The first fruits of this partnership are to come soon, Benski says, while another strategic agreement with hipster brand Vice Media has helped Pulse move into the US. The brands’ sensibilities were linked many times in the media before the November 2013 deal was confirmed.

“We are more talent-focused than Vice, and there’s a good distinction between us, but there’s also a good simpatico and a shorthand that doesn’t happen a lot between different companies,” says Benski.

The pair have been working on opportunities for nearly two years. “We identify opportunities that make sense from a cultural, strategic and financial point of view,” Benski says. “That’s what happened there, and the future is going to be even more exciting there over the next few months.”


Furthermore, the firm is moving into scripted television, with Benski noting that the firm has “acquired IP, set projects up and packaged projects with big talent”.

“The ambition in scripted has always been there. We’re making independent films already, and television is next,” he adds.

Today, Pulse revealed a branded content joint venture, Merman X Pulse, with Sharon Horgan’s production house Merman. The JV will focus on scripted comedy for brands and commercials, tapping into a roster of comics talents associated with the partners.

The other area of focus is short-form episodic digital content. “Given our background and our talent relationships, we think there’s an opportunity to package that and become the best digital-first company out there,” he says.

Everything that is added to the Pulse slate in coming years will have the company’s trademark cool, indie sensibilities, regardless of genre. “Everything we’ve done has been very narrative-led and cinematic – even in some of the feature documentaries we’ve done,” explains Benski.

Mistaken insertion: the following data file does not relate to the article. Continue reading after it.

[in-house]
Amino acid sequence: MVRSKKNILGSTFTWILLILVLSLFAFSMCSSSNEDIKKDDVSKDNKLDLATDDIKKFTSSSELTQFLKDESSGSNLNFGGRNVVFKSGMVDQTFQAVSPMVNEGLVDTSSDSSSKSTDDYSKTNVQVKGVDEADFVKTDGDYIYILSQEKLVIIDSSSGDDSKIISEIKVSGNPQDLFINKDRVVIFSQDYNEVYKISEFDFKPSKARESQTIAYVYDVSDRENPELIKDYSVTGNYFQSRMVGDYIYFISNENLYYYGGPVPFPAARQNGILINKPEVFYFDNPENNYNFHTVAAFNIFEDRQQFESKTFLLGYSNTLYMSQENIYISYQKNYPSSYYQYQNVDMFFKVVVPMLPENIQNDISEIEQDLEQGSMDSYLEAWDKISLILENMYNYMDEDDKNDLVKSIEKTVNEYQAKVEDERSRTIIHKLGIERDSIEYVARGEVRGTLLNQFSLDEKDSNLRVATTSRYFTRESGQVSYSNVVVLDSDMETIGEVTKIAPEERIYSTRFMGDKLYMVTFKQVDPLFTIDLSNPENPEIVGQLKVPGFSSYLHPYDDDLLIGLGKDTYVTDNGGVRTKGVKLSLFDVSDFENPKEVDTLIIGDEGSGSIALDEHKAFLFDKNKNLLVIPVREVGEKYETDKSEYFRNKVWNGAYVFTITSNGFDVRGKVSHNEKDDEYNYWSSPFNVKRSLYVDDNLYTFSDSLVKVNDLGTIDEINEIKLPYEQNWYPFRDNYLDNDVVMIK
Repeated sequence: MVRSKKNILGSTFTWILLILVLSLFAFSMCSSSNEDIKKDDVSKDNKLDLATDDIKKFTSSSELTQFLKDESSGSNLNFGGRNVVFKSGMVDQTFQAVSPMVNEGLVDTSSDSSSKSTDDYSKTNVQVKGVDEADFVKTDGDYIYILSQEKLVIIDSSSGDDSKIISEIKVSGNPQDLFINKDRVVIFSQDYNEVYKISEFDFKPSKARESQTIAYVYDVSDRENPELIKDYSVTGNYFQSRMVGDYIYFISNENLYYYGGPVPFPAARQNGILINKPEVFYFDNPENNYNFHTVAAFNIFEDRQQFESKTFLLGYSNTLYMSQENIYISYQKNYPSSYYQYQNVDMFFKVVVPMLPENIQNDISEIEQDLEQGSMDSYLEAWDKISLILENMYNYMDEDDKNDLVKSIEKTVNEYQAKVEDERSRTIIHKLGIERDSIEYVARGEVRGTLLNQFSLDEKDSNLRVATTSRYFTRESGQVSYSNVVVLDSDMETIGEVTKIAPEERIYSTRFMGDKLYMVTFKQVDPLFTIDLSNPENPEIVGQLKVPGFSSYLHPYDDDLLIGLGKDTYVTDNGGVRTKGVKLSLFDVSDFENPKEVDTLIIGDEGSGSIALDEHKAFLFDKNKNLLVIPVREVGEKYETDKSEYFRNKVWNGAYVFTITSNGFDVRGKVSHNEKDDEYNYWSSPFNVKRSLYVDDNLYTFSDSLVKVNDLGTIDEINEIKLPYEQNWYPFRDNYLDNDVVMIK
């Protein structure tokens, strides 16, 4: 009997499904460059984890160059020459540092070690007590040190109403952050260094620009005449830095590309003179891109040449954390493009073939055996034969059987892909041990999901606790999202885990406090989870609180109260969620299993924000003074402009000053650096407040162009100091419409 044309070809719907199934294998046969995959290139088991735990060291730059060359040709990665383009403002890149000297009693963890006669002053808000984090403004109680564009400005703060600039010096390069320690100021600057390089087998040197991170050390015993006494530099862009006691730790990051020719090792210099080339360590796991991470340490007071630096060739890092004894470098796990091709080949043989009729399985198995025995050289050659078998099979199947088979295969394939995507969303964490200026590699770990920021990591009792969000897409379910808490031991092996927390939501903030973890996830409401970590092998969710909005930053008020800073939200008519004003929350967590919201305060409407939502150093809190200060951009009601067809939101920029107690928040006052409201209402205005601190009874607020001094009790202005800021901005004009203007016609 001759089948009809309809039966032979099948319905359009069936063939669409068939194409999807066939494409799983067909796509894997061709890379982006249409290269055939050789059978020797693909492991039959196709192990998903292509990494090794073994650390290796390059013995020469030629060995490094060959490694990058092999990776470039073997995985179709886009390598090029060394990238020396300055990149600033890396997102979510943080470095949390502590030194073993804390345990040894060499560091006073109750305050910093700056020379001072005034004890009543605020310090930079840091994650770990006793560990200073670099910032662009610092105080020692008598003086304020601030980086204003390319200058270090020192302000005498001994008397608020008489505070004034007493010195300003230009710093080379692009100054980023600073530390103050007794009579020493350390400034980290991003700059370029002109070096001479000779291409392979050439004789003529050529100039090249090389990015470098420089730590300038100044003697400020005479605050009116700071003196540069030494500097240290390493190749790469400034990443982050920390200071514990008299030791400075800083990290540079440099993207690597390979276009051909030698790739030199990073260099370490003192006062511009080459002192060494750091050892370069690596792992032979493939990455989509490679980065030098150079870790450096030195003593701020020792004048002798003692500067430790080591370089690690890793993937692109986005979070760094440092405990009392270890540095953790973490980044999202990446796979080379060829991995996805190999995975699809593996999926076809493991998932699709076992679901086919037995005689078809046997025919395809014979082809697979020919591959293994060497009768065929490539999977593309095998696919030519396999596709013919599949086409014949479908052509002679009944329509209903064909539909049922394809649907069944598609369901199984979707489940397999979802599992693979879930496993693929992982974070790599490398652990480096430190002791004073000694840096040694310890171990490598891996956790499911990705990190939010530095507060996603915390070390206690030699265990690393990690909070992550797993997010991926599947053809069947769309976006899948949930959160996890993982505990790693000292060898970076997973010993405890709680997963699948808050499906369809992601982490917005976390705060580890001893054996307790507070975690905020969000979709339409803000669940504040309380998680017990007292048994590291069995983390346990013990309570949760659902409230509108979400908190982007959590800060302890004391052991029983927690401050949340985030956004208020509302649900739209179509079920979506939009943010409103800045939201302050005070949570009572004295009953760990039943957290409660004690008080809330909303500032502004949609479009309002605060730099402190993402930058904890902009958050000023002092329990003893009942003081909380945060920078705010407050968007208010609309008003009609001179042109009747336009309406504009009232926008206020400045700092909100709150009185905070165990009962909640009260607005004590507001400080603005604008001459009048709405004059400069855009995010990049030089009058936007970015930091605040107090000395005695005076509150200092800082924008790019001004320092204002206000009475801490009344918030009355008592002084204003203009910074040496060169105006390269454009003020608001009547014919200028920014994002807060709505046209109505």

“The consolidation of the marketplace – and the similarities of a lot of content – means it is crying out for new voices coming through, and we think we are one of those voices.”

“We think it’s a great time for a larger independent like us, because if you are not entrepreneurial and reactionary, and if you can only produce in specific verticals or genres, or only use a specific distribution method or platform or company,” he adds.

“It’s tough to be truly independent and small because the market is challenged, and to be at the top level because a lot of it is about integration, synergy and things that can be a hurdle for creativity. We’re trying to make the most of being a bullish mid-sized company. We can take risks and make mistakes, and that’s right for the company.”

With a new pipeline of Pulse content coming, distributors’ interest may be piqued. To this point the firm has worked with various vendors such as ITV Studios Global Entertainment for Pineapple Dance Studios, which last year sold into the US for the first time on arts-themed network Ovation.

“With that in mind, for the medium term, we do not have intentions of selling TV rights ourselves, but are excited to continue to work with the best distributors in the world,” says Benski. “Having said that, given our digital-first focus we are able to incubate IP digitally, which means we can reverse engineer the process to sell to TV. This enables us to sell certain rights ourselves or in partnership with our broadcast partners.”